If you want to tune the plot, you can always save the model and then replot it with the desired parameters:

    ourModel <- rmc(ourData, distribution="norm", level=0.95) plot(ourModel, xlab="Models", ylab="Errors")

    Finally, it is worth pointing out that the regression on ranks on large samples will give the results similar to the nemenyi test:

    rmc(t(apply(abs(ourData),1,rank)), distribution="norm", level=0.95)

    RMC example with normal distribution, ranked data

    This function is currently under development, and I decided to show it here just to give an impression of the ongoing research. I still don’t have good solutions for many popular error measures, but the idea right now is to develop the respective elements of the function.

    Also, keep in mind that at the moment the function can only be applied to the errors for a specific horizon (for example, for 5 steps ahead). If you feed it the averaged multiple steps ahead forecast errors (e.g. MAE or MSE), you might get unreliable results, because the respective distribution might be complicated and poorly approximated by the existing ones. Having said that, the larger the dataset that you use is, the more consistent results you will get even with Normal distribution (say hi to the Central Limit Theorem).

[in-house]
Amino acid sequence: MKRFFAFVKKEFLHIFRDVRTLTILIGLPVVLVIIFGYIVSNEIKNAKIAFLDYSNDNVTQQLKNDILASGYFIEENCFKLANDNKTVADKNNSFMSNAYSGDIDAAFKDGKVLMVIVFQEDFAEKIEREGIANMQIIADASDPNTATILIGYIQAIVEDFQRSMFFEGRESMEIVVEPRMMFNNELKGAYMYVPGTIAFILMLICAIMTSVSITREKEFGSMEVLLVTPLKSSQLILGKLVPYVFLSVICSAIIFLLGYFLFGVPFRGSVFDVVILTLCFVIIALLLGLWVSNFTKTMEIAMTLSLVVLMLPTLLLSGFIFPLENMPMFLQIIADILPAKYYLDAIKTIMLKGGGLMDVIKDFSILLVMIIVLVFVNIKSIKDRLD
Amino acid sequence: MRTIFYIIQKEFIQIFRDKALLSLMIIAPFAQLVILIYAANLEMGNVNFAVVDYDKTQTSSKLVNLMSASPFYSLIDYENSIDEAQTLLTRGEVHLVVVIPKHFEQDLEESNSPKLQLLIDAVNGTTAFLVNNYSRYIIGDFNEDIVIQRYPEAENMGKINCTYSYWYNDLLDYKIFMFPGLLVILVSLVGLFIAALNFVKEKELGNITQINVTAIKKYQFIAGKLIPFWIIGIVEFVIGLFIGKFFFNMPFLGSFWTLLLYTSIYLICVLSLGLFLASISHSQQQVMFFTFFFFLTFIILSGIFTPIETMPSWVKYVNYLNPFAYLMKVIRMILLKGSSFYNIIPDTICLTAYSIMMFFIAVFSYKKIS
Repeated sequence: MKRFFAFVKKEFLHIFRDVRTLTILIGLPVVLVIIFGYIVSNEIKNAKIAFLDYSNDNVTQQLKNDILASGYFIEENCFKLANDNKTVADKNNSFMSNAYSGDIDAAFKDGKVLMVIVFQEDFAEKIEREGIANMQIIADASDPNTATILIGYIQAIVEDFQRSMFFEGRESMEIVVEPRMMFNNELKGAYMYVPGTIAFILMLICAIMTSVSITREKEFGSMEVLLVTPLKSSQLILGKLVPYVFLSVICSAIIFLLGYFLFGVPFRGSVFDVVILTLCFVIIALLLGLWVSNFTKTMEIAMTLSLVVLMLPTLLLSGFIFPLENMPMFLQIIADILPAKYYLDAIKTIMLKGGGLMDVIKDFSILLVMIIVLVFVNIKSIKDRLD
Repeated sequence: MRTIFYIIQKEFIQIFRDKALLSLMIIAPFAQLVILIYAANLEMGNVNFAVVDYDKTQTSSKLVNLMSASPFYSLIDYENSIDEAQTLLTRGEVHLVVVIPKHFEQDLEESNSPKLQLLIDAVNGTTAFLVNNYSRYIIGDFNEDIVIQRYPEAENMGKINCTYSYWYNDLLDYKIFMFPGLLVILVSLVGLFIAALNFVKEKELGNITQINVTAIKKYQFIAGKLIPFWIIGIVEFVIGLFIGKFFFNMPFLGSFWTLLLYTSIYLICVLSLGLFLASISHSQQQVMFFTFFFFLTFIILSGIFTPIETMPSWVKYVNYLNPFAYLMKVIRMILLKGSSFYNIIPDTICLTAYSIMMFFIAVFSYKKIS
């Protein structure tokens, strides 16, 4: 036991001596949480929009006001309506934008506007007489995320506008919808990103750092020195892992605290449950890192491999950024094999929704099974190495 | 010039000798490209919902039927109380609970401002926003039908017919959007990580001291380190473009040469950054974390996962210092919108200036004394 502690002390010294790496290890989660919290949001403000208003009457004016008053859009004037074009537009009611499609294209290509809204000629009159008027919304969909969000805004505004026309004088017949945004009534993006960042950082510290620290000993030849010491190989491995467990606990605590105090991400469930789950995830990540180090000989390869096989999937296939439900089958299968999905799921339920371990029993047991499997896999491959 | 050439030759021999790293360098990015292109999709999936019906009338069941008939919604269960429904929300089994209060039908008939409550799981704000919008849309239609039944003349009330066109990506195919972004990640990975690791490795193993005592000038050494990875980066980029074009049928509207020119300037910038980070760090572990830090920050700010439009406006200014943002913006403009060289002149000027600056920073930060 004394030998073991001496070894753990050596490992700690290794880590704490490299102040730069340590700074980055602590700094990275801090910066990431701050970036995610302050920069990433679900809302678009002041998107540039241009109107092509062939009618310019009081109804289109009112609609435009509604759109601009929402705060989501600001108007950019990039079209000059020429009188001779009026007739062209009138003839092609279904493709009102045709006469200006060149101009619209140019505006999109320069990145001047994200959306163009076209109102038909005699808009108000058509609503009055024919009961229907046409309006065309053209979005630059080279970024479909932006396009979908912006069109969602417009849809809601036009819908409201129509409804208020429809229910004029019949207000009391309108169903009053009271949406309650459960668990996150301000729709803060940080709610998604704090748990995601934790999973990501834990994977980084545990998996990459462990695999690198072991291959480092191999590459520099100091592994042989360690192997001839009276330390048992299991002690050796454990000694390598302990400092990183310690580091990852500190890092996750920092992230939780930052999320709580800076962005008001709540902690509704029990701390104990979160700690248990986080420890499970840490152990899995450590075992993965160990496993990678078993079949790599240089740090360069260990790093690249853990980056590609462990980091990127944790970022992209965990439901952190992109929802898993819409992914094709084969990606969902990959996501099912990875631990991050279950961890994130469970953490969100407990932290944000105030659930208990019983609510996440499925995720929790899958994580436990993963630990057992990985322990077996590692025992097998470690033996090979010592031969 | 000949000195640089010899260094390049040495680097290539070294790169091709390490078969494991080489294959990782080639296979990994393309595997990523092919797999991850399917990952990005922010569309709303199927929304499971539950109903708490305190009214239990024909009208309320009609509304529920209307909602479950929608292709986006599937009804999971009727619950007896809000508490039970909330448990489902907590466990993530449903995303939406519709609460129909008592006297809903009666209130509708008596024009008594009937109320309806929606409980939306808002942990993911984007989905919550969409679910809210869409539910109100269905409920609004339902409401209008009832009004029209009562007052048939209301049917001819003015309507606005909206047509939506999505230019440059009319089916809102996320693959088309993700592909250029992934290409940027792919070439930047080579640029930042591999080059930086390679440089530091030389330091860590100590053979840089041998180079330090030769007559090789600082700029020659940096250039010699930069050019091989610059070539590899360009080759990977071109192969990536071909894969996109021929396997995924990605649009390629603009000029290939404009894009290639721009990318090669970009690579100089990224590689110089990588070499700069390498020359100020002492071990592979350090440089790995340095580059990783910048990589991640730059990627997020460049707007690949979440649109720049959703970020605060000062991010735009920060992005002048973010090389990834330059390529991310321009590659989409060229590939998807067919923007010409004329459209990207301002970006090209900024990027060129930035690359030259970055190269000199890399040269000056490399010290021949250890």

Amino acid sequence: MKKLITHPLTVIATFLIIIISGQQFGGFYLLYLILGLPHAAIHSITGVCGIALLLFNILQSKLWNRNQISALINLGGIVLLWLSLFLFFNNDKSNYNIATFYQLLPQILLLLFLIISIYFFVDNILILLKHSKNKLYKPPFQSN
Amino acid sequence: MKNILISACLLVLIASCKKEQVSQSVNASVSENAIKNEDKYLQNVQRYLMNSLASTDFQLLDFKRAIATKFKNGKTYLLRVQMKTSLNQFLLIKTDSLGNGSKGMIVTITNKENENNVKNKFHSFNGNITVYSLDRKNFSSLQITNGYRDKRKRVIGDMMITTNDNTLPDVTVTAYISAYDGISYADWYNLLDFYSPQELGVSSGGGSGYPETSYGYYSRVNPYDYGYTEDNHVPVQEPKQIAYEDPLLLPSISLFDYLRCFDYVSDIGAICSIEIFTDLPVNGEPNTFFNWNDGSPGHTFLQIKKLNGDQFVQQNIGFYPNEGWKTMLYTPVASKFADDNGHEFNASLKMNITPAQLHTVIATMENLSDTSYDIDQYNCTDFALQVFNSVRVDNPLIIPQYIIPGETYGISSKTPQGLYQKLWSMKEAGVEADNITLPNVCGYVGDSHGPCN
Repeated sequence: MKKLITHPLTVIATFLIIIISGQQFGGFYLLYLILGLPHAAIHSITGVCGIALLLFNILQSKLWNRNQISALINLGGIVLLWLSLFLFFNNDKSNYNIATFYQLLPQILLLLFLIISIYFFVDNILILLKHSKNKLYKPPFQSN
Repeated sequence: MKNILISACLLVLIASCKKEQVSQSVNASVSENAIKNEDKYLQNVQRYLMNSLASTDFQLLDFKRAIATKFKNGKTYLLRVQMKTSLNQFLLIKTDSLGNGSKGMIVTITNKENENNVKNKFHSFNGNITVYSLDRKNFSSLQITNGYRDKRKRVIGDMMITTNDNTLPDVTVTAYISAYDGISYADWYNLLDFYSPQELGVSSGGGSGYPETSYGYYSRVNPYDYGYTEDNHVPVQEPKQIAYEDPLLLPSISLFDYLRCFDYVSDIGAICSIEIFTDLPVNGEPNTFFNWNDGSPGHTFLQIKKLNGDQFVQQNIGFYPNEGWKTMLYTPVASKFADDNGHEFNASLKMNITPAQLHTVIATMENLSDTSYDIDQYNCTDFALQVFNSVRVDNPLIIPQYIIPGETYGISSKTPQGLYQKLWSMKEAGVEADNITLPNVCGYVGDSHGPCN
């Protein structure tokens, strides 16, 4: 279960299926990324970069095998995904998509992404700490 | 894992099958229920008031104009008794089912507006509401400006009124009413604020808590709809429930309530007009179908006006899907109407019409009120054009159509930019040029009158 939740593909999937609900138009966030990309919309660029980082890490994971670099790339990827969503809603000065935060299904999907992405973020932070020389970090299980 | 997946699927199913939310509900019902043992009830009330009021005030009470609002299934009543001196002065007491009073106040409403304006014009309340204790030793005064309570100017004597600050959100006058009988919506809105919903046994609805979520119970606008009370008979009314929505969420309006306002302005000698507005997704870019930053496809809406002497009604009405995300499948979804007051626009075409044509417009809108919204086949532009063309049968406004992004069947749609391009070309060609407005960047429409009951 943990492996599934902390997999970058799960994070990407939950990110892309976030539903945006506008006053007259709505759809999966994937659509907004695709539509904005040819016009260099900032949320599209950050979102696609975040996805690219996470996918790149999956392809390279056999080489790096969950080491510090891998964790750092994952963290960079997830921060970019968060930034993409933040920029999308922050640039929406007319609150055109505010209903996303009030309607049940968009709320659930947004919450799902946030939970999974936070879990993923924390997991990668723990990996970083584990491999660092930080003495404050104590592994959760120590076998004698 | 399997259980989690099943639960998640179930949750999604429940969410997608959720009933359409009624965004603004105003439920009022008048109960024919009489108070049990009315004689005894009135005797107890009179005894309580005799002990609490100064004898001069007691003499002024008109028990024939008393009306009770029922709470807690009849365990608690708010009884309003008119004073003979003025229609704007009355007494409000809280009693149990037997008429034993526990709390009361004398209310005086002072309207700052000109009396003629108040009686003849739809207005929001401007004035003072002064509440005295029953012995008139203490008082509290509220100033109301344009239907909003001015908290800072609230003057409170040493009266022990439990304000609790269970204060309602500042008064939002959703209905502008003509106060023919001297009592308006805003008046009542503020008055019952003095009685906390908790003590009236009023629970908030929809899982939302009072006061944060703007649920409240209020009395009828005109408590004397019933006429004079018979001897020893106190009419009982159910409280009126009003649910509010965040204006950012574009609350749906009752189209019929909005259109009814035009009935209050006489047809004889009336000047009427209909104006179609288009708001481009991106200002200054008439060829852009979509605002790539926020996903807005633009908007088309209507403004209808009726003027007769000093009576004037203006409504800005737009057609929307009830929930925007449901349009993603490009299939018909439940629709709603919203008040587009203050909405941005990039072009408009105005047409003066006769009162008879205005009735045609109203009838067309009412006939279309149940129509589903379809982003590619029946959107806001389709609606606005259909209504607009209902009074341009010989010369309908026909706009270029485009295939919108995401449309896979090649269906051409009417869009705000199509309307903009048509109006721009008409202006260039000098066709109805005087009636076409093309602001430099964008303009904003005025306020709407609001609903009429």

What else?

    Several methods have been moved from

    smooth

    to

    greybox

    . These include:

    • pointLik() – returns point Likelihoods, discussed in our research with Nikos;
    • pAIC, pBIC, pAICc, pBICc – point values of respective information criteria, from the same research;
    • nParam() – returns number of the estimated parameters in the model (+ variance);
    • errorType() – returns the type of error used in the model (Additive / Multiplicative);

    Furthermore, as you might have already noticed, I’ve implemented several distribution functions:

    • Folded normal distribution;
    • Laplace distribution;
    • S distribution.

    Finally, there is also a function, called

    lmDynamic()

    , which uses pAIC in order to produce dynamic linear regression models. But this should be discussed separately in a separate post.

    That’s it for now. See you in greybox 0.4.0!